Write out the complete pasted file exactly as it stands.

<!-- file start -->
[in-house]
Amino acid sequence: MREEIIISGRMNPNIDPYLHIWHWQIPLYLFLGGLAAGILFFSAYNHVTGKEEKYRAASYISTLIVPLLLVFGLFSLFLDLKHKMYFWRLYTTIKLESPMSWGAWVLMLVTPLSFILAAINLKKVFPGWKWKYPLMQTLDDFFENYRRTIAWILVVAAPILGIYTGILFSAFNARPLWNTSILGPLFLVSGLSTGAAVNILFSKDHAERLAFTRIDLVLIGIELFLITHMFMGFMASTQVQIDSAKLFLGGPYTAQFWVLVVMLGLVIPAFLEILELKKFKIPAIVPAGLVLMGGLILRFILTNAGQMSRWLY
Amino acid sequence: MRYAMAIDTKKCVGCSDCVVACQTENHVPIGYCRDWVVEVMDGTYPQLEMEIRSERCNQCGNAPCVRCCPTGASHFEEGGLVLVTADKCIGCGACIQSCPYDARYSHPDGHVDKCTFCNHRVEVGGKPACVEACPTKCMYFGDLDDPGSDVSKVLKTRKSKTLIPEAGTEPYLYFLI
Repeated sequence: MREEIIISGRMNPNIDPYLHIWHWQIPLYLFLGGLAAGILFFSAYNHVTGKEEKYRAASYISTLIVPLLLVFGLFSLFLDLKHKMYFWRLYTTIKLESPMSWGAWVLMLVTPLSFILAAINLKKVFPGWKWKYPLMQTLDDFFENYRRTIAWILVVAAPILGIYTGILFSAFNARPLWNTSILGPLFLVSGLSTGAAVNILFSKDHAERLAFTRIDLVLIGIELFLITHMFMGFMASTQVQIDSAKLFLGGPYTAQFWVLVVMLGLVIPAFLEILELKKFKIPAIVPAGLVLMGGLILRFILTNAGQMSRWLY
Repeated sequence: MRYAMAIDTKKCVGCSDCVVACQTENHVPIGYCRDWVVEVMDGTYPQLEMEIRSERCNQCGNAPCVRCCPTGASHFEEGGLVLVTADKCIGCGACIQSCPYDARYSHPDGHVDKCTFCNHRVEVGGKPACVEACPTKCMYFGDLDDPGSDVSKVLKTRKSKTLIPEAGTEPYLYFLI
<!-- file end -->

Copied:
[in-house]
Amino acid sequence: MREEIIISGRMNPNIDPYLHIWHWQIPLYLFLGGLAAGILFFSAYNHVTGKEEKYRAASYISTLIVPLLLVFGLFSLFLDLKHKMYFWRLYTTIKLESPMSWGAWVLMLVTPLSFILAAINLKKVFPGWKWKYPLMQTLDDFFENYRRTIAWILVVAAPILGIYTGILFSAFNARPLWNTSILGPLFLVSGLSTGAAVNILFSKDHAERLAFTRIDLVLIGIELFLITHMFMGFMASTQVQIDSAKLFLGGPYTAQFWVLVVMLGLVIPAFLEILELKKFKIPAIVPAGLVLMGGLILRFILTNAGQMSRWLY
Amino acid sequence: MRYAMAIDTKKCVGCSDCVVACQTENHVPIGYCRDWVVEVMDGTYPQLEMEIRSERCNQCGNAPCVRCCPTGASHFEEGGLVLVTADKCIGCGACIQSCPYDARYSHPDGHVDKCTFCNHRVEVGGKPACVEACPTKCMYFGDLDDPGSDVSKVLKTRKSKTLIPEAGTEPYLYFLI
Repeated sequence: MREEIIISGRMNPNIDPYLHIWHWQIPLYLFLGGLAAGILFFSAYNHVTGKEEKYRAASYISTLIVPLLLVFGLFSLFLDLKHKMYFWRLYTTIKLESPMSWGAWVLMLVTPLSFILAAINLKKVFPGWKWKYPLMQTLDDFFENYRRTIAWILVVAAPILGIYTGILFSAFNARPLWNTSILGPLFLVSGLSTGAAVNILFSKDHAERLAFTRIDLVLIGIELFLITHMFMGFMASTQVQIDSAKLFLGGPYTAQFWVLVVMLGLVIPAFLEILELKKFKIPAIVPAGLVLMGGLILRFILTNAGQMSRWLY
Repeated sequence: MRYAMAIDTKKCVGCSDCVVACQTENHVPIGYCRDWVVEVMDGTYPQLEMEIRSERCNQCGNAPCVRCCPTGASHFEEGGLVLVTADKCIGCGACIQSCPYDARYSHPDGHVDKCTFCNHRVEVGGKPACVEACPTKCMYFGDLDDPGSDVSKVLKTRKSKTLIPEAGTEPYLYFLI